Fastpacking is the merging of backpacking and long-distance trail running over multiple days, allowing nature lovers to venture faster and deeper into pristine backcountry. Considered an endurance sport, some fastpackers can cover up to 30 miles a day. Essentially, the goal is to find a long trail to explore, strap on an ultralight pack, run all day, spend the night at a simple camp, and then repeat the next day—or three.
Gear can make or break a fastpacking trip and requires much more planning, preparation, and refinement of equipment choices to get your pack to the lightest manageable weight. An underlying goal and "pre-game" of fastpacking is to see how little weight you can get away with carrying.
The upper limit are packs weighing 20 to 25 pounds. Some ultralight packs weigh as little as five pounds, although most come in at about 10 pounds—which is why this fastpacking appeals to both runners and backpackers alike. With backpacks as small as a one-liter soda bottle able to contain a feather-light down sleeping bags as well as a 14-ounce inflatable air mattress, fastpackers can enjoy all the comforts of a regular camping experience.
And forget carrying water. That’s far too heavy. Instead, use freshwater streams and purifier tablets, and pack lightweight, nutritionally dense, dehydrated food.
Rather than write a book on the equipment alone, we’d rather highlight some of the prettiest places in America to explore while fastpacking.
1. CHIMNEY TOPS VIA NEWFOUND GAP, SMOKY MOUNTAINS NATIONAL PARK, TENNESSEE AND NORTH CAROLINA
10.5 miles, easy
This hike to the Chimney Tops is one of the most popular hikes along Newfound Gap Road. With relatively little elevation gain, this is perfect for beginner fastpackers. Chimney Tops is located roughly 6.9 miles south of the Sugarlands Visitor Center (between the lower tunnel and the loop on Newfound Gap Road).
While you’re there, explore both the Tennessee and the North Carolina sides of the Smoky Mountains National Park and enjoy sweeping panoramic views. In spring, the vibrantly colored wildflowers are at their peak. In autumn, the fall colors will capture you. The trailhead for
2. BLUE LAKES TO MT. SNEFFELS IN ROCKY MOUNTAIN NATIONAL PARK, COLORADO
14 miles, moderate-to-difficult
Some of the most beautiful terrain you will see is this fantastic stretch from the Blue Lakes trailhead (located off Colorado Highway 62 between Ridgway and Telluride) to Mt. Sneffels. There are a few tricky sections, so unless you have decent rock skills, you will have to take the less-fantastic yet still awesome Class 2 route off the summit. This more challenging route has some loose gravel for almost the entire gain.
Be on the lookout for wildlife throughout this scenic glacial basin within the 16,566-acre Mt. Sneffels Wilderness area. There are several campsites located in the lower lake vicinity. The drive alone offers outstanding panoramic views of Mt. Sneffels, and it’s especially lovely during autumn as the aspens turn colors.
3. ARCHES NATIONAL PARK, UTAH
Up to 20 miles, moderate to difficult
Described by some as "otherworldly," the park contains more than 2,000 known natural arch formations on a trail that meanders through sandstone and sand dunes, rock cairns, and spectacular canyon. Beyond the arches, the park is also home to breathtaking scenery and dazzling night skies.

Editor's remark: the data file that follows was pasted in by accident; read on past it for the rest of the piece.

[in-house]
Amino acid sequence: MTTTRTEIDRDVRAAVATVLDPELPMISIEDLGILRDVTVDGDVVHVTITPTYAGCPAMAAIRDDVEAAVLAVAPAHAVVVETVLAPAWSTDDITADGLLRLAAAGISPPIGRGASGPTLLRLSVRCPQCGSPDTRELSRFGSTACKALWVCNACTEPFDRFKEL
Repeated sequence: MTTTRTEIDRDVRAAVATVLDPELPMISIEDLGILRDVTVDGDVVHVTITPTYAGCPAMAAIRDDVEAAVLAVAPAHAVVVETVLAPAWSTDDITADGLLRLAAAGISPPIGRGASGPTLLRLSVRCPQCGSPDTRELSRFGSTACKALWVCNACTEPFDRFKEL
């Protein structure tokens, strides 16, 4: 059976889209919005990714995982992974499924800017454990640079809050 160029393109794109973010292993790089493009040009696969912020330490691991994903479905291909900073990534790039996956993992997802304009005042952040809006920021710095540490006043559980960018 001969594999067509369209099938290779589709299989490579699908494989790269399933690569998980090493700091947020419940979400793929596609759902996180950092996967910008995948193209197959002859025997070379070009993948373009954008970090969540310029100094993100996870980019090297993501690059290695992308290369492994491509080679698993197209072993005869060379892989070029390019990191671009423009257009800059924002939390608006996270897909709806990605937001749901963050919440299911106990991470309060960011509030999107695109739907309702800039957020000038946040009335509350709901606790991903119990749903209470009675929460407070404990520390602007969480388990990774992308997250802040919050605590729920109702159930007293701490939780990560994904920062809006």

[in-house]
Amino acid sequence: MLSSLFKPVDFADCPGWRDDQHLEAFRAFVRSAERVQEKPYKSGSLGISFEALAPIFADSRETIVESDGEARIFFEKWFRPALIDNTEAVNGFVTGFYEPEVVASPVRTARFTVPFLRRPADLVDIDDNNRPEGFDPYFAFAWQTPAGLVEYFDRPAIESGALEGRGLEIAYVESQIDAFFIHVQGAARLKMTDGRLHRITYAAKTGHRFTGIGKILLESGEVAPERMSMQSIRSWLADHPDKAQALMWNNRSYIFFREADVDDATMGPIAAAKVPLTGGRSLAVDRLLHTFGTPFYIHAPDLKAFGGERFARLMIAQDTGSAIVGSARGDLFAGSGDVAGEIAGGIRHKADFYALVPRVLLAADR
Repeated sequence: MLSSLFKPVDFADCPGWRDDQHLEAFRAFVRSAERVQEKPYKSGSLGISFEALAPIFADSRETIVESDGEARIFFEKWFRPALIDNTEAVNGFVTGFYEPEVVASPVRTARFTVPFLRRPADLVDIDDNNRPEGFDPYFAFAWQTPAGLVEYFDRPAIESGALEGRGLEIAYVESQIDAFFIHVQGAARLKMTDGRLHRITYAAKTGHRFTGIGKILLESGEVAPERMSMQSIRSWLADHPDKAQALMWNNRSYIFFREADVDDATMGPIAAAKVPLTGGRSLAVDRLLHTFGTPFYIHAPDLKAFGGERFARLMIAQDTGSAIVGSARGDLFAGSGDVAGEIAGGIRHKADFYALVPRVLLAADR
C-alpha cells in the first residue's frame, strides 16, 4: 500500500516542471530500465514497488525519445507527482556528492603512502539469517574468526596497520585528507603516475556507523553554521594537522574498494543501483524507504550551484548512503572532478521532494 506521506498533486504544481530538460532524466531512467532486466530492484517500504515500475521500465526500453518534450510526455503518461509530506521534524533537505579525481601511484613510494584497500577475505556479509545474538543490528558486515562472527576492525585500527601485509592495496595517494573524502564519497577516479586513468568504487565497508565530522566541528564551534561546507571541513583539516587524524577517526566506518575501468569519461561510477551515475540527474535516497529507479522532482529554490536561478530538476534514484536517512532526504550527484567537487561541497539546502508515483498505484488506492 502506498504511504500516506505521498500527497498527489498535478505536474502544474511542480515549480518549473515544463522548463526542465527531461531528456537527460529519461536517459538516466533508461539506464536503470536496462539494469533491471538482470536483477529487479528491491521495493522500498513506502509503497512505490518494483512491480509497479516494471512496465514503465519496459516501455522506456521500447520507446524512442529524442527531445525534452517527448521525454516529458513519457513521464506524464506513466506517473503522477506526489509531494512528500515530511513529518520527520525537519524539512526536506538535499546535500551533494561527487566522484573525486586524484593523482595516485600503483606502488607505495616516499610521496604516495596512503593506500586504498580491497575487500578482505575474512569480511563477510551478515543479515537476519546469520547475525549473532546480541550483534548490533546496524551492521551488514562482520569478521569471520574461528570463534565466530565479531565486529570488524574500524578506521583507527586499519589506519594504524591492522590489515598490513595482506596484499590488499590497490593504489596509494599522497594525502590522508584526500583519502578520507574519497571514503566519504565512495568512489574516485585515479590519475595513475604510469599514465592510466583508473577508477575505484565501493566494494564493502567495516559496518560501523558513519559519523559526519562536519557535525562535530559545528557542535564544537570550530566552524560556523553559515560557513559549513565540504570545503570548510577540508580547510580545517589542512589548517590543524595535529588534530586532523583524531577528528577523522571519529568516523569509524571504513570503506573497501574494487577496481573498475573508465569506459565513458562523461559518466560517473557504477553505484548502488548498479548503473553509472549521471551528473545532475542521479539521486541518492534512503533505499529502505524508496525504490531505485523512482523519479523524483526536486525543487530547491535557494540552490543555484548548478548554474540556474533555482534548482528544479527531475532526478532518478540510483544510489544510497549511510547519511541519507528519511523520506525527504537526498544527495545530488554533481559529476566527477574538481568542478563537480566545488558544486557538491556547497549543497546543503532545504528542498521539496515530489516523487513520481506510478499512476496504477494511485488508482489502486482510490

The park contains five main marked trails of varying distance—Park Avenue (2 miles), Tower Arch (3.4 miles), Delicate Arch (3 miles), Double O Arch (4.5 miles), and Primitive Trail at Devils Garden (7.2 miles)—along with one unmarked labyrinth among narrow sandstone canyons called Fiery Furnace.
4. THE BOURN POND-STRATTON POND LOOP IN GREEN MOUNTAIN NATIONAL FOREST, VERMONT
23 miles, easy to moderate
Some hikers feel the loop through the Lye Brook Wilderness is nothing less than inspirational. It may not be the tallest peak or the most popular, but the stunning view from atop 3,940-foot Mt. Stratton was the catalyst for the creation of the Appalachian Trail and the Long Trail.
The loop leads you through the heart of the wilderness, past the popular Prospect Rock, along the infamous Appalachian Trail, through Otter Creek Valley, and up to Mt. Equinox, the tallest peak within the Taconic Range.
5. FOUR PASS LOOP IN ROCKY MOUNTAIN NATIONAL PARK, COLORADO
26.4 miles, strenuous
This classic loop is a must for fastpackers and dayrunners. The circuit around Maroon Bells climbs four 12,000-ft. passes (West Maroon, Frigid Air, Trail Rider, and Buckskin) and meanders through some of the loveliest scenery in the Maroon Bells-Snowmass Wilderness, including the peaks of the Elk Mountains, vast meadows bedecked with wildflowers, dazzling alpine lakes, and charming forests. If you need even more nature, extend your journey with side trips to Geneva Lake and Willow Pass.
6. TETON CREST TRAIL IN GRAND TETON NATIONAL PARK, WYOMING
35-45 miles, difficult
Simply put, this one is gorgeous. Be sure to hike south to north to get the best views of the stunning mountain ranges. The scenery starts out great, but soon graduates to spectacular as the trail climbs to Marion Lake and plateaus en route to Fox Creek Pass. Death Canyon drops away to your right, and to your left the limestone Death Canyon Shelf rises from fields of wildflowers.
7. MAMMOTH LAKES TO YOSEMITE VALLEY IN THE SIERRA NEVADA, CALIFORNIA
58 miles, moderate to difficult
Mammoth Lakes to Yosemite Valley is one of the greatest ways to see the best of the world-famous John Muir Trail. This classic 4-day fastpacking trip covers 58 miles along granite spires and peaks, crystal clear rivers, and smooth glacier-polished granite. Elevation above 8,000 feet can make this trek difficult.
Originally written by RootsRated for Superfeet.